Sophia O'Keefe/Mustang News

Elias Atienza is a history sophomore and Mustang News columnist. The views expressed in this column do not necessarily reflect the viewpoints and editorial coverage of Mustang News.

As one of your Mustang News columnists, I believe you have a right to know where my political affiliations lie. I’m a Libertarian and I voted for Gary Johnson on election day. There’s a reason why my column is called “Breaking the Right-Left Spectrum;” I don’t see myself as either right- or left-leaning.

The lines between support and opposition aren’t always as clear as party lines. As someone who supports many of the goals of Black Lives Matter but refuses to get behind the movement, I have had my run-ins with libertarians who support the movement and others who do not. I’ve seen racist Libertarians who are behind Donald Trump and I’ve seen Libertarians who would rather vote for Hillary Clinton than be associated with Donald Trump (me included).

Libertarians have a unique relationship with race. Most Libertarians seem to be white men, and this observation is something backed up by data and studies. As a minority within a political minority, it is hard for some in the Libertarian community to acknowledge that the movement, at times, has a very big problem with race.

When Ron Paul was running for president in 2008 and 2012, he was charged with being a bigot by the congressional black caucus for claiming that, ‘They are only against (the war on drugs) because they want that money to go to food stamps.” But others will also point that he wanted an end to the War on Drugs and acknowledged the racial disparities between whites and blacks.

Keeping with his father’s split support, Rand Paul disagreed with a part of the Civil Rights Act which made private discrimination illegal and he was crucified for doing so. But other people and I also feel the need to point out that he is at the forefront of criminal justice reform and has introduced bills that would end things like mandatory minimums and reform outdated drug laws to connect Republicans and Libertarians with communities of color.

My own race-related interactions with the Libertarian movement have been varied. They’ve ranged from friendly and open dialogue to outright hostility that this is even a topic of discussion. Many Libertarians believe that race is a dead topic, something that should never be discussed again. It seems implausible that I have received the vitriol I’ve seen in these discussions when simple matters about the racial disparities of the drug war were brought up — all this despite us agreeing with the fact that the War on Drugs needs to end.

There are others who think race is the only thing that needs to be discussed. It is always the fault of the white person and if you don’t believe that, then you are an Uncle Tom. As a Filipino-American, I’ve seen how fast these people turn on another minority for not believing in the same thing they believe in, effectively isolating them for thinking differently.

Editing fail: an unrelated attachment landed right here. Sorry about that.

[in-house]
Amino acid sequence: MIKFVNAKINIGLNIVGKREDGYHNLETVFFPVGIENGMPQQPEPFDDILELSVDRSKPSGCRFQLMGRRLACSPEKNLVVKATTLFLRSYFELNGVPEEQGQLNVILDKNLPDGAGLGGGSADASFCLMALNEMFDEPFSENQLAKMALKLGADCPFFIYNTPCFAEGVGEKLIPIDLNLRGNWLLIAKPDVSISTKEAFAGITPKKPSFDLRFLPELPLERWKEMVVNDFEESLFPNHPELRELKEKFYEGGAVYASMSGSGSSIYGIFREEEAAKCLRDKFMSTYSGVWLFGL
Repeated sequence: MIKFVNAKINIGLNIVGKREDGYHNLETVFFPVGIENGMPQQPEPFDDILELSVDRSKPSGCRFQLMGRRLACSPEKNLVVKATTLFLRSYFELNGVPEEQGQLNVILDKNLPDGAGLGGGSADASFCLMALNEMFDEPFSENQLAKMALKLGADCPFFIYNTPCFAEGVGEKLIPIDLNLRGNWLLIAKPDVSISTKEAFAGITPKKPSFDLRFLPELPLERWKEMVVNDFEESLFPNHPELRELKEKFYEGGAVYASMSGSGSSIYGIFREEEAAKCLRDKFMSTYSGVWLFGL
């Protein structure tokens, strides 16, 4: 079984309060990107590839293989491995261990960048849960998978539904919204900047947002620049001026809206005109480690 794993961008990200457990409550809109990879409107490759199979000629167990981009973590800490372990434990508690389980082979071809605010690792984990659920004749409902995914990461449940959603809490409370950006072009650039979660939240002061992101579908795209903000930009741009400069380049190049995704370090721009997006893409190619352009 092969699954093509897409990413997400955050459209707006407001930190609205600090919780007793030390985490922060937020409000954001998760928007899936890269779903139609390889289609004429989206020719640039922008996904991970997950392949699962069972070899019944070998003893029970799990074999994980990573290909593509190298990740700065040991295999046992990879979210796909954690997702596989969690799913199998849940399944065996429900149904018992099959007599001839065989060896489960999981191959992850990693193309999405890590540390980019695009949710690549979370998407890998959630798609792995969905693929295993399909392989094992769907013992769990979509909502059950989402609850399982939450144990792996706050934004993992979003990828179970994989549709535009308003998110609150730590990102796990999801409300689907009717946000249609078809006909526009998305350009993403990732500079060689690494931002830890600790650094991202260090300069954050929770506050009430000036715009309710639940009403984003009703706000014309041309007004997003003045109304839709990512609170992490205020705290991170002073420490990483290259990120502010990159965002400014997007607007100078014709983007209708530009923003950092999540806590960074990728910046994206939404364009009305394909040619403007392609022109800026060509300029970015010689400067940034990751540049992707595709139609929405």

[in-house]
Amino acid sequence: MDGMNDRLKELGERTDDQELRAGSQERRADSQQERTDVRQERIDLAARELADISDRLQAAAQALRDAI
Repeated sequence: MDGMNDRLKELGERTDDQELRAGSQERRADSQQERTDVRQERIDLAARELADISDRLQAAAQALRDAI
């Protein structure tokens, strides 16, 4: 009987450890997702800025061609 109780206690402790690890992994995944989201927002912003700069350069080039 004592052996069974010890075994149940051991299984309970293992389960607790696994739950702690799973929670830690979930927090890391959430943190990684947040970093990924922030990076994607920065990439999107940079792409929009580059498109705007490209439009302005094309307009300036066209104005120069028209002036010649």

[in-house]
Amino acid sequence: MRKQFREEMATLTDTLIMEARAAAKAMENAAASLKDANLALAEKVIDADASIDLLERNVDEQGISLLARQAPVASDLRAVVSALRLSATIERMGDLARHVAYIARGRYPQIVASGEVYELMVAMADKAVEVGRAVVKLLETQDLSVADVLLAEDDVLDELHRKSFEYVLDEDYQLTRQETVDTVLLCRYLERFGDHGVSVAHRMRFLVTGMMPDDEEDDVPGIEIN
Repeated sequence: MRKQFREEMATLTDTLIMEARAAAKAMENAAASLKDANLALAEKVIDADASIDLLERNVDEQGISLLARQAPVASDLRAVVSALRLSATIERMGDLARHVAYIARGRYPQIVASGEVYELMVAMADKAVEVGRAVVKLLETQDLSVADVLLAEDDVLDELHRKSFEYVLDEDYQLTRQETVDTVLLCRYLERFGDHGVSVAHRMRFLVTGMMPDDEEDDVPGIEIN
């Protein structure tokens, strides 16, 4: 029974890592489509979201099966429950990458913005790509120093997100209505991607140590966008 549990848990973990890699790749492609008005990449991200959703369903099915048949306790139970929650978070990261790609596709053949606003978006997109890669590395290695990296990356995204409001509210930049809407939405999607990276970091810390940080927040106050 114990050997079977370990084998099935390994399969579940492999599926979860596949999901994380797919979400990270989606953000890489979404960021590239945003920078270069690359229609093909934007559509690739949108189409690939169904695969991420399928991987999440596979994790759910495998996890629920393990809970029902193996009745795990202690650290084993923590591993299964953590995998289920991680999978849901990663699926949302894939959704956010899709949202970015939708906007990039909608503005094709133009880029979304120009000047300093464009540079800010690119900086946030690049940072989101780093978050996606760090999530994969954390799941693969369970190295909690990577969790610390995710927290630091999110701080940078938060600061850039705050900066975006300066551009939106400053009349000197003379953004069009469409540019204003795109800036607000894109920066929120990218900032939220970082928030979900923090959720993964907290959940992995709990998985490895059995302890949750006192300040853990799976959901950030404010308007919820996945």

Then, of course, there are the racists of the Libertarian movement. The people who believe the Civil Rights Act of 1964 is racist towards white people and that slavery wasn’t that bad. These are the people most associated with the racist elements of the right such as Stormfront and the KKK. These people are deplorable; there is no doubt about it. I wish I could tell you how horrifying it is to see that these people exist, but the words cannot form.

These are the people of the Libertarian movement who sicken me. The ones who think that only white people are “true Libertarians.” They’re the David Dukes of the Libertarian movement and should be ostracized and thrown out; yet they remain a steadfast minority that has not been snuffed. Some of these so-called Libertarians have called for other minorities within the movement to be thrown out. I have personally been called an “illegal alien,” an “anchor baby,” and a “wetback” by people who claim to share my defining political identity.

However, unfortunately for them, Libertarians are becoming more and more racially varied. People who self-identify as Libertarians, especially young millennials who followed the Ron Paul Revolution of 2008 and 2012, have become more diverse, as they start to match national racial demographics instead of being overwhelmingly white.

I love libertarianism and my fellow Libertarians, but we as a movement need to do more to disavow the neo-Confederate racists who bring tarnish and ruin to the movement. Racism still tinges the ideology and they need to be stamped out before libertarianism can truly become a widespread ideology.

It begins with recognizing the current Libertarian leaders of the movement, men such as Rand Paul, Justin Amash and Gary Johnson, all support criminal justice reform. Libertarians have been advocating against the War on Drugs since the beginning, but we should recognize that it has different racial outcomes. We cannot victim-blame, as many Libertarians like to do, but instead must focus on crafting solutions that advocate our ideals. Rand Paul does this with his criminal justice reform bills and economic freedom zones, along with going to historically black colleges and black-dominated neighborhoods.

Racism within the libertarian movement should not exist. Ayn Rand, a controversial figure in Libertarian political thought, once said that racism is the ugliest form of collectivism. It goes against everything Libertarians should stand for, which is judging everyone by their own personal merit. After all, Ayn Rand also said the smallest minority is the individual.

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